LGBT rights in Fiji
|LGBT rights in Fiji|
|Same-sex sexual activity legal?||Legal|
|Discrimination protections||Yes, discrimination banned by the Constitution|
Lesbian, gay, bisexual and transgender (LGBT) people in Fiji may face legal challenges not experienced by non-LGBT residents. In 1997, Fiji became the second country in the world to explicitly protect against discrimination based on sexual orientation in its Constitution. In 2009, the Constitution was abolished. The new Constitution, promulgated in September 2013, bans discrimination based on sexual orientation and gender identity or expression. However, same-sex marriage remains banned in Fiji and reports of societal discrimination and bullying are not uncommon.
Law regarding same-sex sexual activity
In 2005, Australian tourist Thomas McCosker had consensual sex with an adult named Dhirendra Nadan. The men were tried and jailed under the nation's sodomy law, but the conviction was subsequently overturned in August 2005 by the nation's highest court as violating the Constitution.
In the same time, then Prime Minister Laisenia Qarase defended his nation's criminal laws against homosexuality as being based on the Bible. In contrast, then Vice President Ratu Joni Madraiwiwi stated that he felt that gay people have their right to privacy protected.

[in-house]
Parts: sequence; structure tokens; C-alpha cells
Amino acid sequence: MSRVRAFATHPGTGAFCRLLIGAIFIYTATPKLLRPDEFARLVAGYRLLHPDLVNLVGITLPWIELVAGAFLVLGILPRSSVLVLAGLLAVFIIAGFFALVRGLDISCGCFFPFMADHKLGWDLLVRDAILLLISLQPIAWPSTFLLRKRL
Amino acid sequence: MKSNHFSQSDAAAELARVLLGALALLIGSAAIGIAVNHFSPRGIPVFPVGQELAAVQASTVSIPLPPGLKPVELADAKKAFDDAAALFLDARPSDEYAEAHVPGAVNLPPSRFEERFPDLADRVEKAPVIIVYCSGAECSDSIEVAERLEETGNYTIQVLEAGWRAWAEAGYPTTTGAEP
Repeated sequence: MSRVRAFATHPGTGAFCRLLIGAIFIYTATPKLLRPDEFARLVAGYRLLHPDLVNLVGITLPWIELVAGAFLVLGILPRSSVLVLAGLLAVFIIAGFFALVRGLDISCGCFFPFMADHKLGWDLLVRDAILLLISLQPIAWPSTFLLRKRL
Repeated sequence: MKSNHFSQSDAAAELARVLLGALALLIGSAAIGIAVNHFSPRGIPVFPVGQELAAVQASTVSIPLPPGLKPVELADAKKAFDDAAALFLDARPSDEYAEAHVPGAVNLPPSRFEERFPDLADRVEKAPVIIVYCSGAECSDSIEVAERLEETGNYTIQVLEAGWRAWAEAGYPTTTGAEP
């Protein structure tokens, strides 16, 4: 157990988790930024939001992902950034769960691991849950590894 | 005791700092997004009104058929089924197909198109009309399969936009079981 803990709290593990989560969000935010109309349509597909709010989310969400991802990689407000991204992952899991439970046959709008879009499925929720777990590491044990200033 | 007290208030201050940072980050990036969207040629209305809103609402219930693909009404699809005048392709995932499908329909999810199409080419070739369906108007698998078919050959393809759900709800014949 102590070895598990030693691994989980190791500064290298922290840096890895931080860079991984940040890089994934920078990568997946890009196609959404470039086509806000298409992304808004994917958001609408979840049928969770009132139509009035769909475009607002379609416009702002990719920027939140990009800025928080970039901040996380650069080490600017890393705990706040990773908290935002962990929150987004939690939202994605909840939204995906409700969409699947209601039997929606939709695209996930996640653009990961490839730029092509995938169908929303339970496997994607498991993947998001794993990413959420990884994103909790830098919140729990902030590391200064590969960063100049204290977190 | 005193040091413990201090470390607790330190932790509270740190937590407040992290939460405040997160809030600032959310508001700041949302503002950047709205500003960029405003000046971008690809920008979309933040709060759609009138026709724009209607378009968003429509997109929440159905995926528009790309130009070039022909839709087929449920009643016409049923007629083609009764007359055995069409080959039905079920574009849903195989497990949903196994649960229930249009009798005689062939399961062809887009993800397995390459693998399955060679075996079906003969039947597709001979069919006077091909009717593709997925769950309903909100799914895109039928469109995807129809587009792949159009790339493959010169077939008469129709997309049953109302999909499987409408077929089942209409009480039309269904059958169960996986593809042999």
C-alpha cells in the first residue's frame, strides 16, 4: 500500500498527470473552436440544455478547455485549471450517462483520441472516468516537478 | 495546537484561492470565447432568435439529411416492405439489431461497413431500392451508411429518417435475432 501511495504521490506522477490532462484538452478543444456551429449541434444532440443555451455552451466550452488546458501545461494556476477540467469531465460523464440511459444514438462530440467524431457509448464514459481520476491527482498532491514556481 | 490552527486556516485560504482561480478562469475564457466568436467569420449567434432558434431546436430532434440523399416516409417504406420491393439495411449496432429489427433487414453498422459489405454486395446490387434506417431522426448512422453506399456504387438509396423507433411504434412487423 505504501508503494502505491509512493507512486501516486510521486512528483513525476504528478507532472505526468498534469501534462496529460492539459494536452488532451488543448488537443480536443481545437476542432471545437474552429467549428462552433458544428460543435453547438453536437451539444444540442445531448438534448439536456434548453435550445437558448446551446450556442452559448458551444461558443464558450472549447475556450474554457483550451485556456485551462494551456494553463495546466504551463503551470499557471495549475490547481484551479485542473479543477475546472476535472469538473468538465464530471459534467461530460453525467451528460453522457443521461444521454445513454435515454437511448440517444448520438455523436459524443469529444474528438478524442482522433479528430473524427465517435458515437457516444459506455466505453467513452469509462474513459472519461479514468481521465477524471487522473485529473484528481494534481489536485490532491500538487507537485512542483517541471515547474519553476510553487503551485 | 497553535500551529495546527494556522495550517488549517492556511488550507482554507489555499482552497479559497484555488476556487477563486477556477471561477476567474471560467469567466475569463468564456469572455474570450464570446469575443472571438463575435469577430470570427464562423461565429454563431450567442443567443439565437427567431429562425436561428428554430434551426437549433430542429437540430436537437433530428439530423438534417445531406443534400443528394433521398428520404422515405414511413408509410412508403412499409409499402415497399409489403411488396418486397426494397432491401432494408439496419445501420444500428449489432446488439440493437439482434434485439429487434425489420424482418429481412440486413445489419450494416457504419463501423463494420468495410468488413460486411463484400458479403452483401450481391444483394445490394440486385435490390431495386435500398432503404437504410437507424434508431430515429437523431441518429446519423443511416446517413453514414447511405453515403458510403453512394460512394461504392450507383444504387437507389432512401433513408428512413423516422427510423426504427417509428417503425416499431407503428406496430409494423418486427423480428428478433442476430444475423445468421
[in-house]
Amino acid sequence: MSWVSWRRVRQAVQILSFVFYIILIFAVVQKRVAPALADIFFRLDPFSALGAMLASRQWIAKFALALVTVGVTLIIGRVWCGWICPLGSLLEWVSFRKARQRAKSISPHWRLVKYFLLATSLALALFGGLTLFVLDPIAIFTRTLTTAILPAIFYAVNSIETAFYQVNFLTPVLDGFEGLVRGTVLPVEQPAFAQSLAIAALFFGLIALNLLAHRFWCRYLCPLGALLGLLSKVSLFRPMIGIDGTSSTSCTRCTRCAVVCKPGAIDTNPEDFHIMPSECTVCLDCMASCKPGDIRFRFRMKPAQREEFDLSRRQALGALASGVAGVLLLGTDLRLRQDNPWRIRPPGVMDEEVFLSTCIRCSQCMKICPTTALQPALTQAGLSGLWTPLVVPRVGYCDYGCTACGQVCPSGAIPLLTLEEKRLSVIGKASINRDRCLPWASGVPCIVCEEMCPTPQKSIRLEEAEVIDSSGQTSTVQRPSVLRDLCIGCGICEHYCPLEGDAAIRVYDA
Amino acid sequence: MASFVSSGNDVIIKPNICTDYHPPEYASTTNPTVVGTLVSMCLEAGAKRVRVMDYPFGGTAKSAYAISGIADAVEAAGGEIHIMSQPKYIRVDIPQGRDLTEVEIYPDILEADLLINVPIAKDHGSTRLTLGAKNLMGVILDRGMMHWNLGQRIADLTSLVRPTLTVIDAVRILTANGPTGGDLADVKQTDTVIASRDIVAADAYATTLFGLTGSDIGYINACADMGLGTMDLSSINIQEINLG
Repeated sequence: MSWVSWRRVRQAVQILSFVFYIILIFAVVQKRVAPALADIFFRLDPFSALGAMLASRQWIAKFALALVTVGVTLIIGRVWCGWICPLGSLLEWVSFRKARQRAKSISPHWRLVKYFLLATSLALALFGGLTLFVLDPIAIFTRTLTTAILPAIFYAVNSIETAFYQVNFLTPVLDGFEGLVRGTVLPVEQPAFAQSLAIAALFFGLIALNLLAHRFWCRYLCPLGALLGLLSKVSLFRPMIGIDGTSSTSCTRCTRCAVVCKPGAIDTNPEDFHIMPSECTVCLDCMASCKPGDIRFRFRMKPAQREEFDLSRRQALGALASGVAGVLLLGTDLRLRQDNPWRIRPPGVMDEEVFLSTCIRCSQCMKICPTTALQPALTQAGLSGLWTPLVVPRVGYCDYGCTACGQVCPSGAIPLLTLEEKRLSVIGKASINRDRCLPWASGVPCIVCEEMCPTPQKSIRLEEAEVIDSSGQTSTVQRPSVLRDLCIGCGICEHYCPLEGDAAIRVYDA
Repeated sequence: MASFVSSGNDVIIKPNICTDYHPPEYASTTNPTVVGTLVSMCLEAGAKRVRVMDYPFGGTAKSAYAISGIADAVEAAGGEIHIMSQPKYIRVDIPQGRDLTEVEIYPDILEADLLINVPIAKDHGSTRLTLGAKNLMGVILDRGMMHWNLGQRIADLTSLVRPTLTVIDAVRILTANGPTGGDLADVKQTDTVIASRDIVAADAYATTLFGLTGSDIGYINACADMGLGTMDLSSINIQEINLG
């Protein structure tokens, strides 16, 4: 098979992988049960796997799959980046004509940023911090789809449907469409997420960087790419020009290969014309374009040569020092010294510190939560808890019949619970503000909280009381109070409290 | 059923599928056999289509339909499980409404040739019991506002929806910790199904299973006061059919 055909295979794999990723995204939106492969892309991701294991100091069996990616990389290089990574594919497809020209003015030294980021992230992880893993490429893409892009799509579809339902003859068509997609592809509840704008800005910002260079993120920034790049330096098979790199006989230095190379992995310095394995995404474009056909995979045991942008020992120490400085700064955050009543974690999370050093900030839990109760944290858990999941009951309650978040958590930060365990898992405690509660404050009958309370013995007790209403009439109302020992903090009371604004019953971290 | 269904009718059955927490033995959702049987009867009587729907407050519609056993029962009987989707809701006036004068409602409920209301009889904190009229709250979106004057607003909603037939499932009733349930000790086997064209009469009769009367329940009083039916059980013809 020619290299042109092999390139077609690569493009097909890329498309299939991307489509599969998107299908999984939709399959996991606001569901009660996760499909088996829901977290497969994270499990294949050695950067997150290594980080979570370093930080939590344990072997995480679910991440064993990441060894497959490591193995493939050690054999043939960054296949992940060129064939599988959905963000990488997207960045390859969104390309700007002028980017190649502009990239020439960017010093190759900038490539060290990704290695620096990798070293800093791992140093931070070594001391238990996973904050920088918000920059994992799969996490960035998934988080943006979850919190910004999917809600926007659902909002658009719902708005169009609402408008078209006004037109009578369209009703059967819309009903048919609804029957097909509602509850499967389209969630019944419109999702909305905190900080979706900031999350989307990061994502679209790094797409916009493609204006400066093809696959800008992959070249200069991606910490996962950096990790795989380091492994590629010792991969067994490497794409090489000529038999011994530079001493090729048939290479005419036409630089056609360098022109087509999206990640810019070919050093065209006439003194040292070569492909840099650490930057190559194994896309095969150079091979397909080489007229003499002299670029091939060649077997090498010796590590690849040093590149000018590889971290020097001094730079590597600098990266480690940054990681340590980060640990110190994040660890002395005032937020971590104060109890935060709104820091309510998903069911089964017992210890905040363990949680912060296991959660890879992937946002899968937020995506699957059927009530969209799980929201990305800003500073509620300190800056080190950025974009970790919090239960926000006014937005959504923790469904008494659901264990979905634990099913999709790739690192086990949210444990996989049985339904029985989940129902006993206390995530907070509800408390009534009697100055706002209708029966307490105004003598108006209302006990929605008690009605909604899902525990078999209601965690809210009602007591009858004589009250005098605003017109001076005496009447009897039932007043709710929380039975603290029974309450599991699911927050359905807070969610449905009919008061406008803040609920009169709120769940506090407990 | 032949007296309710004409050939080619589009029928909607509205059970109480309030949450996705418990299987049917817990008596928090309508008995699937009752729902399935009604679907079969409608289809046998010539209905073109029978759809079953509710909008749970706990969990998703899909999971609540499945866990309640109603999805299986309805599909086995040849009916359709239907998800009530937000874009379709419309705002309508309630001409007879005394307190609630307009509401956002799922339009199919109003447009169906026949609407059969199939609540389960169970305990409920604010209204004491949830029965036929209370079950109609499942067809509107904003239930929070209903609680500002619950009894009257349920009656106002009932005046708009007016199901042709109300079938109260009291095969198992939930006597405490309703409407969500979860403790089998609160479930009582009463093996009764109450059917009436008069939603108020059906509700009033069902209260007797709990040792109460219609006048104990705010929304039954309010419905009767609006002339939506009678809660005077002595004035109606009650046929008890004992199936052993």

Since 1 February 2010, private, adult, consensual and non-commercial male and female homosexual conduct is legal under the Crimes Decree 2010.
Recognition of same-sex relationships
On 26 March 2013, Prime Minister Frank Bainimarama expressed opposition to the idea of same-sex marriage. Answering a question raised by a caller on a radio talk-back programme, he stated that same-sex marriage "will not be allowed because it is against religious beliefs". In April 2013, a support group representing LGBT students, Drodrolagi Movement, called for a discussion on the issue. In January 2016, the Prime Minister reiterated his opposition to same-sex marriage, saying "there will be no same-sex marriage in Fiji" and suggested that lesbian couples seeking to marry should move to Iceland.
Discrimination in employment based on sexual orientation is banned in Fiji under the Employment Relations Promulgation 2007.
In 1997, the Constitution included a provision that specifically prohibited government discrimination on the basis of sexual orientation. In 2009, the Fiji Constitution was formally abolished by the President.